You promised yourself you would quit when you graduated from college, or when you turned 30, or when you had your first child. You promised your family you would quit just as soon as you got settled at your new job, or found the right program, or retired. Every year, millions of Americans make a promise to themselves and to their families to quit cigarettes once and for all. And every year, millions of Americans succeed. You can be one of them.
The number of smoking-cessation aids and quit-smoking programs has grown dramatically in recent years as more and more people seek to quit through solutions tailored to them. Working with your doctor or a medical professional, you can find the right plan, using one method or a combination of methods.
Nicotine replacement therapies (NRTs)—such as patches, gums, and inhalers—deliver to your body the nicotine it is craving in a much safer form than cigarettes. Over time, you reduce the amount of nicotine you consume until you have hopefully curbed your cravings entirely.
Prescription drugs like Chantix or Zyban alter chemicals in your brain in order to ease cravings and withdrawal symptoms. With some of these medications, you’re able to concurrently use nicotine replacement therapies like a patch or gum to ease severe withdrawal symptoms. Some even let you continue smoking at the beginning of the program.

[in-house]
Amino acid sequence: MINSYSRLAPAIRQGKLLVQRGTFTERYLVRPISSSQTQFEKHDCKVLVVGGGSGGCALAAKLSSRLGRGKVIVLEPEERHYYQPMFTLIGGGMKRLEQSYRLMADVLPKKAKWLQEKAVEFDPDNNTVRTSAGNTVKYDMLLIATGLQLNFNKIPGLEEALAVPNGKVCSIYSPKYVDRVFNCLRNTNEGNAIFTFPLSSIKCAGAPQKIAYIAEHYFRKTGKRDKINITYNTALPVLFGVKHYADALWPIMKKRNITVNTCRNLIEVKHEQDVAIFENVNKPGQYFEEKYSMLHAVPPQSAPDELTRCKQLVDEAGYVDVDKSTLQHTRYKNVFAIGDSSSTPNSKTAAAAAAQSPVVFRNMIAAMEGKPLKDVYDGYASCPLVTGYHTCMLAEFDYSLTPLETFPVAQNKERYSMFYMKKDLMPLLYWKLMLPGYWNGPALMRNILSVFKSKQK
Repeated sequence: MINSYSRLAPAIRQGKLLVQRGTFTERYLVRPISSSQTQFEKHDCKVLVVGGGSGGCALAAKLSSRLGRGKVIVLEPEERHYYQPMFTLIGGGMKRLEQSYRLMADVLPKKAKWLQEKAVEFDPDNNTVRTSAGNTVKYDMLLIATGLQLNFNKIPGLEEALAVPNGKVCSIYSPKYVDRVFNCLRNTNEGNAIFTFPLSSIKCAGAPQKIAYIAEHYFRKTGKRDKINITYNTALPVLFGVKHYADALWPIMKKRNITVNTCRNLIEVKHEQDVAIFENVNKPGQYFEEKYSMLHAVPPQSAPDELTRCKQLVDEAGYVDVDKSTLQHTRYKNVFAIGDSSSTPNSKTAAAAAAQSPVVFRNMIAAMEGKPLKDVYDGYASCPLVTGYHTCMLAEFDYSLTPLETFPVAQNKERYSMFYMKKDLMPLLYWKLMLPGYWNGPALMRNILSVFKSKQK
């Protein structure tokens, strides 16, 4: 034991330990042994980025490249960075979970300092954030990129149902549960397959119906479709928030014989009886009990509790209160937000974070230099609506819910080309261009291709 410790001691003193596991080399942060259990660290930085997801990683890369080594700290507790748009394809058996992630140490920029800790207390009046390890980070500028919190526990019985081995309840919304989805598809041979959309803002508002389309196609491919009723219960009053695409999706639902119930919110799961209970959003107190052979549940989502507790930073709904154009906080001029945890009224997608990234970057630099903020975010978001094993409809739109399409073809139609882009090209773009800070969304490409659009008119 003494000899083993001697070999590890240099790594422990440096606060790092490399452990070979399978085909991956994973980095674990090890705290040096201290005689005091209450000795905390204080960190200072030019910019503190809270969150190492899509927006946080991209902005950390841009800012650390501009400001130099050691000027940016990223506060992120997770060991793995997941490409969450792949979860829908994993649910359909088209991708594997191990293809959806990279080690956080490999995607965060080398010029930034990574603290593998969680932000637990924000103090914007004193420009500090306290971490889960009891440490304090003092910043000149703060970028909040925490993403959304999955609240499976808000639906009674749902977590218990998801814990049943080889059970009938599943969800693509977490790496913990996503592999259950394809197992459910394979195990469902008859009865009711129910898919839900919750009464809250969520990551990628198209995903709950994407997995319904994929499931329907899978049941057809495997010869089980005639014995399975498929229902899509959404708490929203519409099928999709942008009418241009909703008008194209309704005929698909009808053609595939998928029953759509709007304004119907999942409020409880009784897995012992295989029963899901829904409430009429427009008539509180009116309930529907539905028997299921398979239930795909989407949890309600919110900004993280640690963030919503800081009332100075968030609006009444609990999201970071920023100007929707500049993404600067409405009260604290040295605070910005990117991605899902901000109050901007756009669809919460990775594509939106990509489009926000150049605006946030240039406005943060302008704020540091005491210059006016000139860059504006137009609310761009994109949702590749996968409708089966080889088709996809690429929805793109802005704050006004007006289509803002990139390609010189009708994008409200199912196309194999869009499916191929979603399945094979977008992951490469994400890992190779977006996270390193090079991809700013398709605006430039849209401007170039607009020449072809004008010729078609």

Procedures like hypnosis, acupuncture, and meditation can address some of the mental and physical habits you have developed around cigarettes. Some people who have quit use these therapies alone, while others use them in conjunction with medicines or nicotine replacements.
These include counseling and stop-smoking groups. Many doctors and smoking-cessation specialists highly recommend them, in addition to chemical or low-nicotine methods, as an additional level of help.
If you smoke, you know the damage your habit is doing to your body—shorter life span, dramatic increase in cancer risks, quicker aging process. You probably know more than one lifetime smoker who lost a battle with lung cancer, pancreatic cancer, or heart disease.
You can probably recite the roadblocks one encounters when trying to kick the habit—relapse, weight gain, withdrawal. Each person’s journey is different. Each success brings with it a new difficulty, and each milestone you reach—one week without lighting up, one month, one year— brings untold joy to you and your family. In the end, the decision to quit should be yours, but the journey does not have to be taken alone.
Many people who want to quit do not know where to start, what to do, or who to turn to.
Written by: the Healthline Editorial Team
Published on Jul 23, 2014
Medically reviewed on Jul 23, 2014 by George Krucik, MD, MBA